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Using a Custom Function in Multiple Workbooks - Reference Being Lost RRS feed

  • Question

  • I've written a custom function for Excel using VBA.  I need to use it across multiple workbooks and followed the instructions outlined  in the link below.  When initially creating the workbooks, it works as described.  However, when I reopen any of the workbooks, the reference to the original workbook is gone and, not surprisingly, uses of  the custom function trigger a #Name? error. 

    http://support.microsoft.com/kb/141288/en-us

    To recap what I've done:

    -- A function called "MyFunction" is coded in "Module1" of a spreadsheet called "MyFunction Template.xlsm" which shows in a project named "MyFunctionProject" in the VBA Developer window.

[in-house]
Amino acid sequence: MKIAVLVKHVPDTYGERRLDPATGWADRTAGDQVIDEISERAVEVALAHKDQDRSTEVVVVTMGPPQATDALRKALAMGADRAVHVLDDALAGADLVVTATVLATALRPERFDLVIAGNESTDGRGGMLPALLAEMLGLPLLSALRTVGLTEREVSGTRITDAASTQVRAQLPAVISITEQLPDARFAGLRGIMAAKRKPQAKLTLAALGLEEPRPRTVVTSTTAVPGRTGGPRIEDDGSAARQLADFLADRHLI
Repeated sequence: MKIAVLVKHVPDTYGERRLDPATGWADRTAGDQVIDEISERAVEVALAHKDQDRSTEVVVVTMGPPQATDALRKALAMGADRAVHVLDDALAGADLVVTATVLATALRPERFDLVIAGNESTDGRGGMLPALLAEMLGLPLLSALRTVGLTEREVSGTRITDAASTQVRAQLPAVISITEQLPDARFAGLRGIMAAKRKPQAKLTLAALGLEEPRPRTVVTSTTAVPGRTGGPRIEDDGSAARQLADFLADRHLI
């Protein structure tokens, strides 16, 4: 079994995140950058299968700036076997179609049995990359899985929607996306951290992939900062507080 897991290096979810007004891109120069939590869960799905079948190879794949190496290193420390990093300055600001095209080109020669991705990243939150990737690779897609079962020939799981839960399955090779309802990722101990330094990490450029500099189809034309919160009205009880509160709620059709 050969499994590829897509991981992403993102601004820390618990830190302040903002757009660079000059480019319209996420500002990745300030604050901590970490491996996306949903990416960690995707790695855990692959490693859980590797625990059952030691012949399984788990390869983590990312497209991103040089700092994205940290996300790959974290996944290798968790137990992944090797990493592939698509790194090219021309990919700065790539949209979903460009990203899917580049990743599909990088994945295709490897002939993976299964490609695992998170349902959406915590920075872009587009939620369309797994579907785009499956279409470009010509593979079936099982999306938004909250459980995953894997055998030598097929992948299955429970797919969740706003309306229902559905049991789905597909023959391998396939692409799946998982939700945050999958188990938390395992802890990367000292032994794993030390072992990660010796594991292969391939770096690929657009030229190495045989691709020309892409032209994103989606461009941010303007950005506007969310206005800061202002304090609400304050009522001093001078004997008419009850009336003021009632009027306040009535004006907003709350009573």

-- For each additional workbook,

        -- I add a reference to MyFunction using Tools -> References, resulting in a reference to MyFunction Template.xlsm within the "VBAProject" for the new workbook as shown in the VBA Developer window.

        -- I add "=MyFunction(..)" to one or more cells in one of the worksheets, yielding the result I expect.

        -- I save the workbook (I've tried saving as both as an xlsx and an xlsm)

    When I reopen the workbook, the added reference to MyFunction/MyFunction Template.xlsm is not showing in the VBA Developer window.  The values in the cells that call MyFunction are still correct, ostensibly since MyFunction was not re-invoked on open for some reason.  As soon as I copy and paste a range of cells from another spreadsheet into a part of the worksheet that isn't accessed directly by MyFunction (but does indirectly impact cells MyFunction accesses), all the MyFunction references trigger a #Name? error, which isn't surprising since there's no longer a reference to MyFunction.  Even if I re-add the MyFunction reference at that point, I can't get the #Name? error to go away.